Usually, most big studios have a huge mic locker so knowing the specifics of the recording also helps the engineer and producers choose the microphone and in turn the sound that they’re looking for. Also, planning your recording makes sure that you have dedicated time to record specific parts. Most recording studio in Pune usually bill by the hour, so managing your time is also easy on your wallet.

-Rehearse, Rehearse, Rehearse:

This one cant be emphasized more. Time in the studio is money, so if you’re under prepared the engineer/producer will keep asking you to do a better take until he gets what he wants.

Also, if you’re well prepared this gives the engineer and producer time to work on the more minute details than just fixing the performance and needless to say a well performed take will make your record considerably better. Our state of the art audio recording studio in Pune gives you a working environment that is calm and relaxed, allowing you to better concentration.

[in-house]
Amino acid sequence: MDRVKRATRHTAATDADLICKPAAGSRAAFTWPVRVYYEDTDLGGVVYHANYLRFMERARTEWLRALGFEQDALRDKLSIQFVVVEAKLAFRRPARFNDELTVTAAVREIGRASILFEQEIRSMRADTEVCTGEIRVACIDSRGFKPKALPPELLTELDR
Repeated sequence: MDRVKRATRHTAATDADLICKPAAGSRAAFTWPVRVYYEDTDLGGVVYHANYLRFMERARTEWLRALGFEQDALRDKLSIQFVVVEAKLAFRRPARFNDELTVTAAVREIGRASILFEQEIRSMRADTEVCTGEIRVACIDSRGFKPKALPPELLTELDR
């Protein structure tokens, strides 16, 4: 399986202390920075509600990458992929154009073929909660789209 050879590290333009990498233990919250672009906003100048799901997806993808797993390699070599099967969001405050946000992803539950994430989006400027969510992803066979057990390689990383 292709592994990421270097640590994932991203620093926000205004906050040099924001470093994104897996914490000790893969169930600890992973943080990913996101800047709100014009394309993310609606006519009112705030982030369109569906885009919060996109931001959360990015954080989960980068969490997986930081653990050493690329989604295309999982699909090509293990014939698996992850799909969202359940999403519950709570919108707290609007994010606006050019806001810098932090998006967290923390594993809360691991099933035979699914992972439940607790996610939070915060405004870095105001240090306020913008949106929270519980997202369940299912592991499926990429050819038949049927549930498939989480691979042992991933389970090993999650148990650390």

– Gear Up:

This one is equally important as the one above, making sure that your equipment is ready for the studio. You cannot get the sound you’re looking for if your equipment itself is not up to par. Things that you should prep before you come to the studio include:
a. Restringing your guitars (Preferably a day before your recording so that they have time to settle in)
b. Changing your skins ( Again, a day or two for the skins to settle in)
c. Vocals Warmups
d. Intonation

Make sure all the above mentioned things are taken care before you enter the studio, you don’t want to come in and spend 3 hrs trying to fix your guitars intonation. Working with the leading Music Recording Studio in Pune, we ensure that your sound mixing and recording experience goes smoothly and efficiently.